Posted by: reneewildes1 | June 21, 2017

Life With A Chow-Chow

I have been a certified Vet Tech/LAT since 1996 and a professional dog groomer for 4 years now, and it never ceases to amaze me what a misunderstood dog breed Chows are. They’re beautiful balls of fluff that come in two body/coat types and a variety of colors, with a distinctive blue-black tongue. So many times, people ask my what breed my Abby is. When I say “Chow” the FIRST question people ask is “Is she mean?”

(Yes, b/c I would so TOTALLY keep a MEAN dog around my three kids and three cats…)

Chows are an ancient medium-sized spitz-type breed from China. They were bred for guarding and hunting. They are known to be “one-man dogs,” both independent and stubborn. They are NOT for first-time dog owners – or ANY owner who thinks a Golden Retriever is the epitome of “a perfect dog. ”

red chowChows are fiercely loyal and protective. They are intensely territorial and can be dog aggressive. They do not trust strangers. They have a high-maintenance coat that blows a horrifying amount of undercoat twice a year all over the house ands mats on a whim if not brushed regularly. They are prone to hip dysplasia, bladder stones, and eye problems. They think of obedience training as “more actual guidelines.” (Basically, they are cats that bark.)

They are also the ultimate clowns. They get into what I call “whirling dervish” mode and tear about like the energizer bunny–then curl up next to you & fall asleep. They’re not huge cuddlers for very long b/c they got too hot, but make very nice, comfy pillows. When properly socialized they are very calm, tolerant dogs.

AbbyI’ve had Abby (New Moon’s Twilight Night} since she was 6 months old. She’ll be 8 years old this coming August. She’s a black, smooth-coated Chow with a long but not woolly coat. We got her as an unofficial  “rescue”–as in, from a private owner who didn’t know how to take care of her. She was matted, underweight, had both roundworms & whipworms, NO vaccinations, and was in dire need of entropic eye surgery (both eyes were getting rubbed raw from in-turned lashes). She was not housebroken and had never been socialized. She was afraid of hardwood floors and didn’t know how to walk on concrete (she’d walk on the grass and panic when we got to a driveway to cross).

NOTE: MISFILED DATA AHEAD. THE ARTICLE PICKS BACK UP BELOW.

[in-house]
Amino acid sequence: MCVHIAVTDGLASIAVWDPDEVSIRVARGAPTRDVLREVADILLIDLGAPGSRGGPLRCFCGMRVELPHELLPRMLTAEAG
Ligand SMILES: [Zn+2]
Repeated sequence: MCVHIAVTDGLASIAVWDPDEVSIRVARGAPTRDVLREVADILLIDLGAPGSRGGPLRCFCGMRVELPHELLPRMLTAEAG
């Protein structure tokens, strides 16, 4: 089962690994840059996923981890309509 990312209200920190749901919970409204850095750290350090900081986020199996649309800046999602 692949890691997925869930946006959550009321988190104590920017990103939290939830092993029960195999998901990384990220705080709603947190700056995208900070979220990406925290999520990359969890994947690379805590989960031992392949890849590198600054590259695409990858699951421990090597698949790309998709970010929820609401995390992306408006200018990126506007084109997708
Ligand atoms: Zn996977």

The vets at VCA referred us to Kronenwetter for her eyelid surgery, and they did all four. Said it was one of the worst cases they’d ever seen. She healed beautifully and been right as rain since. She almost died from a huge bladder stone at the age of two, and is now on prescription diet (was Royal Canin SO, now Hills C/D) for life. Her favorite treats are Dentastix. She has very thin dental enamel and the vets are leery of doing dentals on her b/c they’re trying to save her teeth surfaces for as long as possible. They have a litmus-paper-type test to check bacterial-count/gingivitis, and so far she’s been passing. Eventually, we expect her to lose her teeth and need to go to a canned diet.

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Because she was not socialized as a small pup, she is EXTREMELY dog aggressive. We worked with Cindy Stienke from K9 Elementary on how to get Abby’s respect and how to control her when she’s around other dogs. She does great with our cats, b/c when we first got Abby, Chandra marched right up to her and smacked her on the nose with her claws. Abby now has a healthy respect for cats, and they rule the roost. Sad to see a 45-pound dog completely kitty-whipped–they’ll grab her toys and take over the water bowl, and she backs right down. Pathetic. She’s great at the vet, and easy to handle for grooming. She is great with elderly people, very slow and gentle, does NOT like strange men (especially drunks and she is particularly protective of my teenage daughter), and is leery of children–they have to go slow or she hides and tries to bolt. She hates delivery people coming on the porch. She looks like a Flufferina but sounds like a Chowminator.

She knows basic obedience commands on leash, but has no recall and the minute she sees a squirrel all bets are off. She’s walked into trees looking for them. My daughter taught her a variety of tricks – including dancing on her hind legs and army-crawling (although she sticks her butt in the air and would get her tail shot off in real-life).

We love her to pieces and can’t imagine life any other way.

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